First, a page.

How Beasts Raise Their Young

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How Beasts Raise Their Young
How Beasts Raise Their Young

Video: How Beasts Raise Their Young

Video: How Beasts Raise Their Young

Procreation is a natural process of animals. Moreover, many of them give birth to offspring several times a year. Of course, wild animals, just like people, take care of their young, teach them how to find food and protect themselves from danger.

How beasts raise their young
How beasts raise their young


Step 1

Young very fertile small rodents are least susceptible to the upbringing process. The offspring is next to the female for no more than 20 days. The main concern of their mother is rather the protection of small rodents from danger and feeding. However, most animals are born with already inherent skills, and parents can only show by their own example how to get food.

Step 2

Larger animals raise their babies from 1, 5 to 2 months. Vivid representatives of such animals are hedgehogs, hares, squirrels, and chipmunks. Hedgehogs, for example, give birth to 3 to 7 cubs, which are born blind and with closed ears. At first, the female feeds them with thick milk, and when the little hedgehogs get stronger, she teaches them how to get food by her own example. Baby hares are born sighted and grow incredibly fast. Females feed them with milk for several weeks, after which the babies can already eat normal food and go out on their own. Therefore, female hares have offspring three times a year.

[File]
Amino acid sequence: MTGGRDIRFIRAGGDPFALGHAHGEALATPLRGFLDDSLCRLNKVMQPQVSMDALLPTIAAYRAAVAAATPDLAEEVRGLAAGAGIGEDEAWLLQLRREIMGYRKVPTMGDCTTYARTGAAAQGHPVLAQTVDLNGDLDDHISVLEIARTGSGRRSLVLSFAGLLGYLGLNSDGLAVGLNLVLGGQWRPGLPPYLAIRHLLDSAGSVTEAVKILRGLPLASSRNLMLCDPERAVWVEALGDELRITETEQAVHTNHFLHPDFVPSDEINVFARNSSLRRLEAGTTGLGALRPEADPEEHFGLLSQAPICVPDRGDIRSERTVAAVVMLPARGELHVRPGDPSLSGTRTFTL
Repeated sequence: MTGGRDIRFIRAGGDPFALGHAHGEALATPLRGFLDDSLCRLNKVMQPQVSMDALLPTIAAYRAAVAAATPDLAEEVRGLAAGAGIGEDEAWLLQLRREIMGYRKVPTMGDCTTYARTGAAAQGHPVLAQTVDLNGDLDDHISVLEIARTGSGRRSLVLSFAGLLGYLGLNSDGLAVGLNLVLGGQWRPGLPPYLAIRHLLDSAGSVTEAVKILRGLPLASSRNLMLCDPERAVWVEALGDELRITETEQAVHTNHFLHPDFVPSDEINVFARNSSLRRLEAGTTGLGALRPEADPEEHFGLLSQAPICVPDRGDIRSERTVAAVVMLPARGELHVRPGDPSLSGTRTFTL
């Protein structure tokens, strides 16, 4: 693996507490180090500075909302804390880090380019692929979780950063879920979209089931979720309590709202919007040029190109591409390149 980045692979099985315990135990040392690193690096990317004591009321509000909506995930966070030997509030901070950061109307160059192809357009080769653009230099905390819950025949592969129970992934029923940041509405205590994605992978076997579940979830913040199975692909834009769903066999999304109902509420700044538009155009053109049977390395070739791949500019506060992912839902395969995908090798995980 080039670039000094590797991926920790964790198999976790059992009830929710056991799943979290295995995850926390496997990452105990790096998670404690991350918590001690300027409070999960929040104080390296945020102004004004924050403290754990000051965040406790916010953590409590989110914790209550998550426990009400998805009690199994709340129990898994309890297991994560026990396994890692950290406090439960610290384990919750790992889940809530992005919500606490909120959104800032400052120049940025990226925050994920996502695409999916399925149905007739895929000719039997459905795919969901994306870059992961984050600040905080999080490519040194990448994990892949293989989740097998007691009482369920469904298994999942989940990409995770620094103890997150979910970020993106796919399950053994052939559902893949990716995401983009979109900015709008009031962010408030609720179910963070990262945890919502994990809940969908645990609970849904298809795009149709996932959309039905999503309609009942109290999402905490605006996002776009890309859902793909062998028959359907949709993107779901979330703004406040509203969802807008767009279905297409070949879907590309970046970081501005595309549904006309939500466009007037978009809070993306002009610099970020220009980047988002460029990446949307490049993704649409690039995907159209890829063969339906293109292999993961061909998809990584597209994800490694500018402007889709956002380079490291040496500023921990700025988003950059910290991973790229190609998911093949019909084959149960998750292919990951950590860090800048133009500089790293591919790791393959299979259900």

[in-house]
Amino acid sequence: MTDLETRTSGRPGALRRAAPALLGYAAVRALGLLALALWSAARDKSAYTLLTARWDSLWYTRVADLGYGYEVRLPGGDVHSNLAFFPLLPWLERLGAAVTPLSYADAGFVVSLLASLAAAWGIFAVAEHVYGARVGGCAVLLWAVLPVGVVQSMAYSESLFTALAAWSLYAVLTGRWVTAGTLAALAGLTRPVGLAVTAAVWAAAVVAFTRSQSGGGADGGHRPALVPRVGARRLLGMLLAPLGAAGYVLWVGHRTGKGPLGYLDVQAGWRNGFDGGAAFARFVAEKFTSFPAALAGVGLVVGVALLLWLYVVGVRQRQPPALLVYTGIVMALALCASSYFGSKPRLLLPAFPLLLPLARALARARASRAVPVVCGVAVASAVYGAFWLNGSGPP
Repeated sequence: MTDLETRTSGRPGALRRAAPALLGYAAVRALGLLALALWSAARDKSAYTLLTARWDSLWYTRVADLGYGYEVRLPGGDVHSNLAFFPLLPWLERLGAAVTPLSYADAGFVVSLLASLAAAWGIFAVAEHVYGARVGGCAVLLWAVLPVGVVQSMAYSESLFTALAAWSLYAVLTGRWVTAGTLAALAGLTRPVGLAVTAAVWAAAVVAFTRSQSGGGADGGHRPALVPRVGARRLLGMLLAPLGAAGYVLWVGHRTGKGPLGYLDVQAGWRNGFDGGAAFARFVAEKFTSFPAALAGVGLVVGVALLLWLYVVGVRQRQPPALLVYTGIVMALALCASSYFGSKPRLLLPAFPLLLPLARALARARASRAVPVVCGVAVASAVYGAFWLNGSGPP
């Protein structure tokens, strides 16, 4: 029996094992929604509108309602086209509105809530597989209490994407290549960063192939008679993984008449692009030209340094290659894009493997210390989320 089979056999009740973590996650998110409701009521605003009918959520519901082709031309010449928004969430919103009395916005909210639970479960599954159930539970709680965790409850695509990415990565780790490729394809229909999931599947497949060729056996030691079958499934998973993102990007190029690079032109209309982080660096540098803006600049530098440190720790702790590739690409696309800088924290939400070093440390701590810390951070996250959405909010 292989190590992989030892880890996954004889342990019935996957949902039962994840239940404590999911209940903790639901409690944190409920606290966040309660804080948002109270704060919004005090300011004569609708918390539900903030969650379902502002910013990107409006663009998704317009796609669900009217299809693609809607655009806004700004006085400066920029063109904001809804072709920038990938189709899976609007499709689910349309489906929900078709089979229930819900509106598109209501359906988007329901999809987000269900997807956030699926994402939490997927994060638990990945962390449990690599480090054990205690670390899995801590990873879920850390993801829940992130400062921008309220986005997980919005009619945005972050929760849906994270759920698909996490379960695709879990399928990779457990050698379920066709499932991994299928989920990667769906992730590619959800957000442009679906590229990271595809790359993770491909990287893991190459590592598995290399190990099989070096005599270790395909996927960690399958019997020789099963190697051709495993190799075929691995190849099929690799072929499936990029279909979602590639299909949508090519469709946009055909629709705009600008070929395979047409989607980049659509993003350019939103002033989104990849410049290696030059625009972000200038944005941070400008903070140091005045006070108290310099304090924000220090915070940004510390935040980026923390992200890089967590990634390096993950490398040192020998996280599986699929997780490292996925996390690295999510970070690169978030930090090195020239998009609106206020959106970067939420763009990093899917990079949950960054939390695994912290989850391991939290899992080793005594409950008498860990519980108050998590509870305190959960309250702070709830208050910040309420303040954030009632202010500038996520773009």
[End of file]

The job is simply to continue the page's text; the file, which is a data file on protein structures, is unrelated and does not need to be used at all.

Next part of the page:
Step 3

But large animals are more responsible for the system of raising their babies. In wolves, for example, this is done not only by the female, but also by the male. First, the she-wolf feeds the offspring with her own milk for 2 months, then the parents feed them half-digested meat food, and then teach them to kill other animals, bringing them to the den in a half-dead state. And only after the cubs get stronger, the parents take them with them to hunt. The female remains with her offspring for about a year, and only in the new spring, the already grown cubs begin their independent life.

Step 4

In bears, only the female is involved in the upbringing process, which alone produces offspring in her den closer to spring. Until the first warm days, she feeds them with her milk, and in the spring, when the whole family goes outside, the little cubs begin to grow rapidly due to the large amount of food around. The female teaches them to look for food and protects them from danger. In the fall, the little cubs go into their first hibernation with their mother, and in the spring they begin an independent life.

Step 5

Foxes give birth to cubs in May, 3 to 4 cubs. For about 6 weeks, they feed on their own milk and then forage for prey for them. After a month or two, the cubs go into adulthood.

Step 6

Well, lions, for example, are characterized by family education. Since these animals live in families, females take care not only of their own offspring, but also of others. After the babies stop feeding on milk, lionesses begin to accustom them to an adult life full of dangers, and teach them how to hunt. Adult males, as a rule, leave the flock in search of their own family, as they cannot get along with each other.

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